Roberto Mancini was the one speaking out of turn when he delivered that “I am the judge, not Joe Hart” rebuke to his goalkeeper.
Mancini is a good manager, rightly beloved by the fans for the way he turned
them into title winners, but he picked the wrong target on Tuesday. Hart is
not the problem; this talented, dedicated goalkeeper is part of the solution
City’s manager was maybe simply swamped with too much emotion in the wake of defeat, rather than rationally concluding that Hart was not undermining the team, simply articulating the desire to get things right. Hart certainly did not single out individuals which would have been breaking dressing room rules.
Mancini should have been praising Hart’s response. Those fans encountered by this observer on the flight back from Spain yesterday were encouraged to hear of Hart’s sentiments. They paid good money to travel to Madrid and wanted to know that the players were hurting.
Hart’s comment that City should not “pat ourselves on the back” for a plucky defeat at such a vaunted venue went down well. It signified ambition. It boded well for the team’s ability to learn, develop and progress in Europe. Footballers are so often accused of bland interviews but here was a professional prepared to analyse frankly a performance. Good for him. Whatever Mancini may think, Hart’s words will have won him many friends.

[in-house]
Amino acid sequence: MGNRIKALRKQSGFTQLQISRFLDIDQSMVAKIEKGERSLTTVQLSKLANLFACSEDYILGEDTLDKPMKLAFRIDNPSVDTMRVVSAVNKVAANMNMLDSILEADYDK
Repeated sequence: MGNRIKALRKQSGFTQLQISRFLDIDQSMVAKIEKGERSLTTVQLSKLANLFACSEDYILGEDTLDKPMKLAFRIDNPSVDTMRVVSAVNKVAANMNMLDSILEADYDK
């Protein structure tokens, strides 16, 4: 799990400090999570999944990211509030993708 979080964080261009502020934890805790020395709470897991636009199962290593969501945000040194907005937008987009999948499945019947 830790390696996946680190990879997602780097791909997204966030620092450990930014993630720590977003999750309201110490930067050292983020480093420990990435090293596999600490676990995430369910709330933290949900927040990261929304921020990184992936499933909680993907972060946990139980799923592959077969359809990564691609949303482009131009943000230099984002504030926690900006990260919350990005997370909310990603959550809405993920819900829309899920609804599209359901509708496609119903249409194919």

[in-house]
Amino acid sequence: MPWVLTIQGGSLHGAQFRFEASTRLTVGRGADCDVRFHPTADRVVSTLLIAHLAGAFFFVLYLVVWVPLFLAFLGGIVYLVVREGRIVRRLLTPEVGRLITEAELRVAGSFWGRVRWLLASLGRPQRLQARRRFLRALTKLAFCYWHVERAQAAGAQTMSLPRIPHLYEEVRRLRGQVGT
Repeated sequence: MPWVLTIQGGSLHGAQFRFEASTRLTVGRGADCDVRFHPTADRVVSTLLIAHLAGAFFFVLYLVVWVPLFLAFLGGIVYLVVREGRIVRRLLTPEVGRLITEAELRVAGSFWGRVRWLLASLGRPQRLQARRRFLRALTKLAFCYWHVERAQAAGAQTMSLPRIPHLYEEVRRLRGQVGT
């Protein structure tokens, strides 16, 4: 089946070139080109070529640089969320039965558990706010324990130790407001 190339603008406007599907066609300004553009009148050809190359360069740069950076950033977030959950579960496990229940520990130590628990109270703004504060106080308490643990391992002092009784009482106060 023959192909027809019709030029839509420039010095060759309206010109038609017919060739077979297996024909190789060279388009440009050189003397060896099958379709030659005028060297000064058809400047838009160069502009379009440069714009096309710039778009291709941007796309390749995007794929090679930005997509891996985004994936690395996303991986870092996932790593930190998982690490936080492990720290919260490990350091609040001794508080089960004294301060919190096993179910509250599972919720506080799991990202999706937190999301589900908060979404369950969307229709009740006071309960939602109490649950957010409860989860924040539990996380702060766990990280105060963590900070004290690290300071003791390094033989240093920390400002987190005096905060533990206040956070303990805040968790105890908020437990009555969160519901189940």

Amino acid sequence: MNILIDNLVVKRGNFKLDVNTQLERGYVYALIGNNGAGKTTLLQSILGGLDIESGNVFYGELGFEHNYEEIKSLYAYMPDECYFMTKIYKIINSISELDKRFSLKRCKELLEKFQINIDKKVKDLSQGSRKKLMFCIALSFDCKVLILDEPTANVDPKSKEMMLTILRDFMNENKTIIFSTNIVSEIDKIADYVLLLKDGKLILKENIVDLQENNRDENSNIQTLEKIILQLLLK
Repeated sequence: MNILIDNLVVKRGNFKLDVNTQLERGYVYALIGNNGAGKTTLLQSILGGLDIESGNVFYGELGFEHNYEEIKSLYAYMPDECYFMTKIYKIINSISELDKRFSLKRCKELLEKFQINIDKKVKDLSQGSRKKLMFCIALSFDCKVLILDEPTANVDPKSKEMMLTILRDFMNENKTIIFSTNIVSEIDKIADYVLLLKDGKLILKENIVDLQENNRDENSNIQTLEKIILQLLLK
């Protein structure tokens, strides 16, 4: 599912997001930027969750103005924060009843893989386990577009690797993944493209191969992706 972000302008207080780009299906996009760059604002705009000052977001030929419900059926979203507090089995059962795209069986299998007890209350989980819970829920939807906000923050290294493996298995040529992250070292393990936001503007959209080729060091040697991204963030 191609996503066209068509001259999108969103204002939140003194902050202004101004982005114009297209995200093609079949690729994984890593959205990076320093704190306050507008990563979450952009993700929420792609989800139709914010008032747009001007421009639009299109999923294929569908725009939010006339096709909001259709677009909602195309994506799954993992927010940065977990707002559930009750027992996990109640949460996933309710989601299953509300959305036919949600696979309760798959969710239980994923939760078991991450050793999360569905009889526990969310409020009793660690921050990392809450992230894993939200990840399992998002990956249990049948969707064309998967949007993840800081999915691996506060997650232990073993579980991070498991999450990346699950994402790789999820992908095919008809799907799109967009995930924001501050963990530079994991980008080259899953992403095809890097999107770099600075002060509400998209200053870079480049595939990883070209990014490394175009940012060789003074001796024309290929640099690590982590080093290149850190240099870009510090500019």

One of the barbs launched at Mancini’s side over the past couple of years is that it has been created artificially, rather than organically. Money has undoubtedly been thrown at the famous project, building a side that first won the
FA Cup in 2011 and then the Premier League last season. What Hart’s outburst proved is that there are passionate people in the dressing room, utterly determined to deliver success for themselves, the fans and their employers.
Hart, who cost just £1.5 million from Shrewsbury, is a popular figure amongst the squad. He is respected for his goalkeeping strengths. He is liked for his genial character off the pitch. He is admired for his professionalism, his willingness to work hard to improve himself.
Speaking with emotion about City’s display also provided a fine example to everyone at the club, from distinguished team-mates to those attempting to break through from the Academy, that the game is about attitude as well as aptitude.
Hart had also kept Mancini’s side in the game in the first half, and was arguably not even the most culpable when Cristiano Ronaldo’s last-minute shot eluded him to give Real a deserved victory. Vincent Kompany spoke as a captain yesterday when he absolved Hart of any blame.
“It wasn’t Joe’s fault,’’ said Kompany. “It [the ball] floated past everyone, the way it went down and dipped. Joe initially thought I might be able to get it but there was no chance. It was at the side of me and it just floated but I think Ronaldo is one of the only players that can do that. He’s got that skill.”